In terms of finding wingdams, most wingdams are marked on LakeMaster maps. Note also the distinctive straight line of roiling water on the surface, extending straight out into the river.

Use your Helix Humminbird Side Imaging on a drive-by to see if there are active fish or unique features. My Humminbird Helix 12 has LakeMaster Maps with high-definition, 1-foot contours that I am able to highlight with colors to identify targeted depths. With the help of LakeMaster cartography, you are able to highlight 1- to 4-foot contours which helps to find the target zone for pitching and rolling cranks.

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Another handy LakeMaster feature is water level offset. This allows you to change water depths on your map, plus or minus, based on the river levels. River depths tend to fluctuate in spring due to snowmelt and runoff. Adjust the water level offset to depict true depth levels.

Log jams

High waters and floods are constantly eroding the river. Sometimes, trees will pile up in certain river areas. One or more logs along a riverbank may hold fish as the current passes through the logs. Current cuts a scour hole behind the logs; for example, some of the log piles I fish are in 4 to 6 feet of water and have a 10- to 12-foot scour hole behind them.

Position your boat within reasonable casting distance in front of logs. Pitch your Rumble Shad past the logs and slow roll through them. Walleyes will hit it as the Shad is passing through the hole, often before and sometimes right at the logs.

Use a heavier braid like 12- to 16-pound-tesst Sunline SX Green, which will allow you to retrieve lures from snags.


Walleyes also hold on sandbar cuts that break the current and are good ambush spots to intercept minnows. Sandbars are most often located on the slack end of current seams and rivers bends. Sand is nice for rolling crankbaits and digging down the side with fewer snags. Keep in mind that there could be brush or wood partially buried in the sand.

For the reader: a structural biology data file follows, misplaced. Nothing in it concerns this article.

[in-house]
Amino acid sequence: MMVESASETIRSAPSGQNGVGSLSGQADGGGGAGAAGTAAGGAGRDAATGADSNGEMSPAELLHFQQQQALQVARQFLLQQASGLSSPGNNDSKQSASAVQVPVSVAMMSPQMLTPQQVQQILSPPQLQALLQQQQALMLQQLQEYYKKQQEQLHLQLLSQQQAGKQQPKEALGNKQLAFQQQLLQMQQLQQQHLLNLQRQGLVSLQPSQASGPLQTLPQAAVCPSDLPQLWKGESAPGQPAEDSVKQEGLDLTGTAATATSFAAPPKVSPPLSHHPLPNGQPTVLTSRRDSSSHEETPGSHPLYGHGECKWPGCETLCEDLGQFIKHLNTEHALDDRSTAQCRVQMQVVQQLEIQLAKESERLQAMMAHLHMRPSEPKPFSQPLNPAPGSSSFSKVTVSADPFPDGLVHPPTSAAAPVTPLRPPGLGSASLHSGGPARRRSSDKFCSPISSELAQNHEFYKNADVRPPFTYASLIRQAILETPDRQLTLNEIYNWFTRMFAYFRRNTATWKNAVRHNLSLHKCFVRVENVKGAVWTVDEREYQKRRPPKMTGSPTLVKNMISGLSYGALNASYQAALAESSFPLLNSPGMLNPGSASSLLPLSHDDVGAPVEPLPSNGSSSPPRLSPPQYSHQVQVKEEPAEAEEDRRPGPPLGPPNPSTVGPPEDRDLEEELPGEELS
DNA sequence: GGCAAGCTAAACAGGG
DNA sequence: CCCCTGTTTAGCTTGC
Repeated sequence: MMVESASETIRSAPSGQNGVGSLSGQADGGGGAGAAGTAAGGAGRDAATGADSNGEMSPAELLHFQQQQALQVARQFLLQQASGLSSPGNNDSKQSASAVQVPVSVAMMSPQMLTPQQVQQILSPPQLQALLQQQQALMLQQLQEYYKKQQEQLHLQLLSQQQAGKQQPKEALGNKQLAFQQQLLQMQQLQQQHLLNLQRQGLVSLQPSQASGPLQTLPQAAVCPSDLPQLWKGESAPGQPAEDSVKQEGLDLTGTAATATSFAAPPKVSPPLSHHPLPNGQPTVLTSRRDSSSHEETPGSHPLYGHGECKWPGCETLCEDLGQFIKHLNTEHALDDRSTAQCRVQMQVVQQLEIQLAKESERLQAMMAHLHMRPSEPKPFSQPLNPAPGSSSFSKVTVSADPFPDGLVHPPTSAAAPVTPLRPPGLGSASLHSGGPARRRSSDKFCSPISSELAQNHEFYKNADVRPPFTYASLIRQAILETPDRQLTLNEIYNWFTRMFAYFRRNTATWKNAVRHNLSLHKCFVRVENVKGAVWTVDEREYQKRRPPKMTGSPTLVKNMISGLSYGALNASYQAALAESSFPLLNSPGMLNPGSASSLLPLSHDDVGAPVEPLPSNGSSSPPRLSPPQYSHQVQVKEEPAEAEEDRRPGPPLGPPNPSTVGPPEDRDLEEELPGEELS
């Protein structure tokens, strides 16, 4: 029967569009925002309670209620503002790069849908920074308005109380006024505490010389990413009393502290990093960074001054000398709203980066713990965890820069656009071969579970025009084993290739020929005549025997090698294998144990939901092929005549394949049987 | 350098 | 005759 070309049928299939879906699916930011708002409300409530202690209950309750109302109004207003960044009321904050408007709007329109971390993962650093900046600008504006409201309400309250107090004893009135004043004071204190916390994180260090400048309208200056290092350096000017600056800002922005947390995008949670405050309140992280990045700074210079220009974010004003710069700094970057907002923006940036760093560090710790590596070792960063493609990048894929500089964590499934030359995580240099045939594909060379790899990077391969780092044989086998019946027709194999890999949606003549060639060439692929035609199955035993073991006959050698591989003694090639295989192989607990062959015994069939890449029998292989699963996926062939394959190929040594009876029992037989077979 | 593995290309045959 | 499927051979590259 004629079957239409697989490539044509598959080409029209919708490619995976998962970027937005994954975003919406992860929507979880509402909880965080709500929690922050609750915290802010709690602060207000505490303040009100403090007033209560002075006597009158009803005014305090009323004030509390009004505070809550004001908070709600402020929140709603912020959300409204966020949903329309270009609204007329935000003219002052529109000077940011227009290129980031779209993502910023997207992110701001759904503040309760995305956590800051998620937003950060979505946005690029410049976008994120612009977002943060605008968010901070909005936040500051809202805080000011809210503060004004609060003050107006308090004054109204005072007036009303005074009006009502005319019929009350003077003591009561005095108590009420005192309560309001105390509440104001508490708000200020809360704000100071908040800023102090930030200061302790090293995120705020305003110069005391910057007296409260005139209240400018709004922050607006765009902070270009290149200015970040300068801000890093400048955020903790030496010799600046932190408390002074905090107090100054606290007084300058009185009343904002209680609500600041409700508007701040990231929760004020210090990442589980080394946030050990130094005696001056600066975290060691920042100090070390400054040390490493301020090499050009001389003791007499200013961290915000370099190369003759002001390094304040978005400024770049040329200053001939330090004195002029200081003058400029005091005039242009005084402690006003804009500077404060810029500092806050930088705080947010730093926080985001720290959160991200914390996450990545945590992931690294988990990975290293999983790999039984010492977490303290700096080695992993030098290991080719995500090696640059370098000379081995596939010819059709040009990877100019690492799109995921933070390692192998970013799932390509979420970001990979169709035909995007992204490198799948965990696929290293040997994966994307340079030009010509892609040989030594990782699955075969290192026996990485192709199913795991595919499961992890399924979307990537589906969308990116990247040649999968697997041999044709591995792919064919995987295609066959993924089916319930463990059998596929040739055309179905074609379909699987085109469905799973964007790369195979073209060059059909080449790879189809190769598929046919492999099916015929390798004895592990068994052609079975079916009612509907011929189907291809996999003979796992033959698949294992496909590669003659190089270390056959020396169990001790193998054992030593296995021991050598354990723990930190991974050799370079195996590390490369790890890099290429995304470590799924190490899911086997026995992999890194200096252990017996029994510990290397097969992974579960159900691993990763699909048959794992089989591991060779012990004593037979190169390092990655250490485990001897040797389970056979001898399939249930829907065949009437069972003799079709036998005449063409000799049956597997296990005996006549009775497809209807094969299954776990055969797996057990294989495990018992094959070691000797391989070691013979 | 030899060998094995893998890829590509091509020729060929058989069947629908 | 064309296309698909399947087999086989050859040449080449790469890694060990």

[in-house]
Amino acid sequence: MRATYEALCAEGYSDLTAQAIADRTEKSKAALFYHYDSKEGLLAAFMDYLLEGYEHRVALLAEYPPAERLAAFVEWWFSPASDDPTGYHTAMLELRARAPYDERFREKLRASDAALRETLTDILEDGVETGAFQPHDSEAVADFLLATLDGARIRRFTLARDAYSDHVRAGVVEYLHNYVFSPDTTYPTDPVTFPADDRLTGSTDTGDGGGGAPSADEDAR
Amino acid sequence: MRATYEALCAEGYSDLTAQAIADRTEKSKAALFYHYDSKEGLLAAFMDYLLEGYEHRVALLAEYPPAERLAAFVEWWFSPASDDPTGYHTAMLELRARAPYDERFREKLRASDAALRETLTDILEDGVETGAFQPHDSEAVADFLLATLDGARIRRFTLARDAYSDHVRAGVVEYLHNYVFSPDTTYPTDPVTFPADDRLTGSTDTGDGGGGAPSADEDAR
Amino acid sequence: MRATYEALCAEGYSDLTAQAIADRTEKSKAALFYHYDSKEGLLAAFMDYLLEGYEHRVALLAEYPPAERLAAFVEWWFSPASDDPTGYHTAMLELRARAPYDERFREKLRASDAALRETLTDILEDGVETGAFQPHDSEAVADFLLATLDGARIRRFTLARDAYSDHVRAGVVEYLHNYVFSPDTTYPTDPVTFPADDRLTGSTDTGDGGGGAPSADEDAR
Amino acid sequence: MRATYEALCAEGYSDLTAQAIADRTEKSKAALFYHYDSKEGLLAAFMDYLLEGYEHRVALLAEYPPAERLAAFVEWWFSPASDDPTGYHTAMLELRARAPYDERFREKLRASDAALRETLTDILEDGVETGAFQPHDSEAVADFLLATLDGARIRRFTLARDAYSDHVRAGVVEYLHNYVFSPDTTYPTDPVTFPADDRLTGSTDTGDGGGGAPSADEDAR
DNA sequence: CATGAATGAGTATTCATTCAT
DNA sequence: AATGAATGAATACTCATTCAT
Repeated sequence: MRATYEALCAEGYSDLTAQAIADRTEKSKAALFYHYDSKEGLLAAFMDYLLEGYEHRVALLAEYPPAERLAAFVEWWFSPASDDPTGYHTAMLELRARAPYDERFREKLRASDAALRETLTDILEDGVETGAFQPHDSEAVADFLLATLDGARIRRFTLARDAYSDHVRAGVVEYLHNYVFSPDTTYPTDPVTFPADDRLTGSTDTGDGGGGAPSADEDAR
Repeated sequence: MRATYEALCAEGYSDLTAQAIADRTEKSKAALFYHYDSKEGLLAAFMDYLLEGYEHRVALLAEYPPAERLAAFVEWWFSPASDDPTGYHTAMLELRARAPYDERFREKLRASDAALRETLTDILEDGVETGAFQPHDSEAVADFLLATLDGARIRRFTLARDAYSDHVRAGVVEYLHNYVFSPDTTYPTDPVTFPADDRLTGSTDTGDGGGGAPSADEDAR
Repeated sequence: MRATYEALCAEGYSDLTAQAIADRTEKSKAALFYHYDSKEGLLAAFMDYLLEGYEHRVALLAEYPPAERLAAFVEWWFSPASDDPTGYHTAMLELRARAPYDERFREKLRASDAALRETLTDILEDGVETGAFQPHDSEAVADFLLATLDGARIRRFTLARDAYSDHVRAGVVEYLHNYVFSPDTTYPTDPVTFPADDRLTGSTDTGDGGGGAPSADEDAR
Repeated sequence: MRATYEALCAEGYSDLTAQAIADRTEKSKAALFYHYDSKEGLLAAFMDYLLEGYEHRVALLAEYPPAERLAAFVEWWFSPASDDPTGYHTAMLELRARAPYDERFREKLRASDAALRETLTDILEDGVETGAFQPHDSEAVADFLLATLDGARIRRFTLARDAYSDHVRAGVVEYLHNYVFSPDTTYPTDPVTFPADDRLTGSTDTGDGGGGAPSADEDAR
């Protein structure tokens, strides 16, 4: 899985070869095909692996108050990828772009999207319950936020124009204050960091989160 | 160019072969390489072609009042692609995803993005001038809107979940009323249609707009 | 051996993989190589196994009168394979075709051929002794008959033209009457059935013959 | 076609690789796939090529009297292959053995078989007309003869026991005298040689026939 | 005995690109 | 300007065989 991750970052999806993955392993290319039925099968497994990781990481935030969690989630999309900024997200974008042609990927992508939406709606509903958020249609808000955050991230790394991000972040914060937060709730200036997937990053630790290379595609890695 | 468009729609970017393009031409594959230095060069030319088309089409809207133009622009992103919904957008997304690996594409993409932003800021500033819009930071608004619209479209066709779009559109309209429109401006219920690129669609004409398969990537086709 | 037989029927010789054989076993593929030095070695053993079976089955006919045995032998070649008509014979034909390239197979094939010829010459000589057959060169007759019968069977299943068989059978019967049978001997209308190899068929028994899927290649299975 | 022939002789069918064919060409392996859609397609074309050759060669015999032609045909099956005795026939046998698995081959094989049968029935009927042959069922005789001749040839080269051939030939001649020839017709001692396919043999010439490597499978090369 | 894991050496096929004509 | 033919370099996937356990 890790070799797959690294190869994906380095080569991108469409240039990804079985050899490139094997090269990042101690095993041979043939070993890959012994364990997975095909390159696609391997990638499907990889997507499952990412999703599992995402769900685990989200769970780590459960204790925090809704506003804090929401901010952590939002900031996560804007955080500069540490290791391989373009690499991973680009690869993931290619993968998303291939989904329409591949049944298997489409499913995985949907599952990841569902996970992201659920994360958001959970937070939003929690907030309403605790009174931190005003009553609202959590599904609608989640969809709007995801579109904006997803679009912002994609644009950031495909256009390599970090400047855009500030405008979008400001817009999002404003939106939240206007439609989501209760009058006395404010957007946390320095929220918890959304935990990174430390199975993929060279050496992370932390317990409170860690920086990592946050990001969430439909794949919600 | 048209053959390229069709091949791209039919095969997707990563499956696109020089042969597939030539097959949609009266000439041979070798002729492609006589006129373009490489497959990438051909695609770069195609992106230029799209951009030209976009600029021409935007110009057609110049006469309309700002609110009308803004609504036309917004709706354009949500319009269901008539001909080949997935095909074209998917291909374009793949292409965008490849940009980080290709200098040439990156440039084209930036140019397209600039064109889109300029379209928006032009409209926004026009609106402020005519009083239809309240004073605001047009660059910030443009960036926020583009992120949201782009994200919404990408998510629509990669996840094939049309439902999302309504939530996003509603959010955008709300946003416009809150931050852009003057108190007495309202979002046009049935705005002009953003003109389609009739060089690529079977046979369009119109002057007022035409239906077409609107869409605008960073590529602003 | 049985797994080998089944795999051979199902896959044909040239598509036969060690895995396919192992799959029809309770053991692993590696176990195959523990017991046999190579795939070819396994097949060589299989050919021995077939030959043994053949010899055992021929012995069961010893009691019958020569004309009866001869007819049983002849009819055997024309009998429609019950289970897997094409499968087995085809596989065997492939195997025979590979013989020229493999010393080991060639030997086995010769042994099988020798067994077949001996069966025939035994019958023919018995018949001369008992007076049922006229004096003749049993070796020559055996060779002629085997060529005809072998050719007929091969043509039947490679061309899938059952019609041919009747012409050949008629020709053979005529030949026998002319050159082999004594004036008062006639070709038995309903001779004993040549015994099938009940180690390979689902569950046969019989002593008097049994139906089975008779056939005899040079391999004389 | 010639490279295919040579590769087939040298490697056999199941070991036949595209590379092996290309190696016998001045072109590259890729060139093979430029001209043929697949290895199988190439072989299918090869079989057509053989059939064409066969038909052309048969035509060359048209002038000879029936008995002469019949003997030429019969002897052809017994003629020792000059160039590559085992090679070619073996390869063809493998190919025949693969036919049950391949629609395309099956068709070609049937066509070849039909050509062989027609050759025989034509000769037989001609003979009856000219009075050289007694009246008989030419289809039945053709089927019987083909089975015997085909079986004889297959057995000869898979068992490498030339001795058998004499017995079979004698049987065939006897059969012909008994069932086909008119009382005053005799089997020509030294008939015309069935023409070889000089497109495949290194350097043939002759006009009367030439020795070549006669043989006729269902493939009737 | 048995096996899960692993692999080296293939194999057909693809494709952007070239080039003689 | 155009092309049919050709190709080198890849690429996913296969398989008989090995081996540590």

Riprap protects the shoreline by piling up rocks to prevent erosion. Rolling cranks along riprap is highly effective in the first 10 feet of the cast. Most fish along these rocky areas are sitting next to shore, so position the boat within 20 feet of the shore. Pitch at an angle up- or downriver, reeling a Rumble Shad down the rocky steps.

Some riprap areas span several hundred feet in length. Most of the fish concentrate in small areas of irregular shape.

Current seams

Current seams are created in a river from neckdowns to wide spots. They can be found in river bends or anywhere something obstructs the flow of current. You can see an actual line where the current speed changes from fast to slow, and the direction of water changes. Walleyes hang in these areas to rest from fighting the current.

Current seams are common near shore and are great places to roll crankbaits through.

Crankbaits and rods

Depending on water clarity, solid color choices are fire tiger, natural perch or bubblegum tiger. The Rumble Shad RSD7 (2 3/4- inch, 1/2-ounce) has a 12-foot. dive depth which is ideal for most situations. The RSD5 (21/4-inch, 3/8-ounce) is perfect for finesse situations.

Rumble Shads float, allowing the lure float freely from some snags. I like to use them on a 7-foot, medium-fast St. Croix Legend Elite baitcast rod with 12-pound Sunline SX1. Spinning rods also work in these situations. However, a baitcaster has more torque for reeling in current.

Load up on Rumble Shad colors and keep your crankbaits safe with the help of an Edge Plano tacklebox system. Temperatures can be chilly and remember to pack your Fish Monkey Stealth Dry Tek gloves. It’s easy to operate a baitcaster with these thin, warm, waterproof gloves.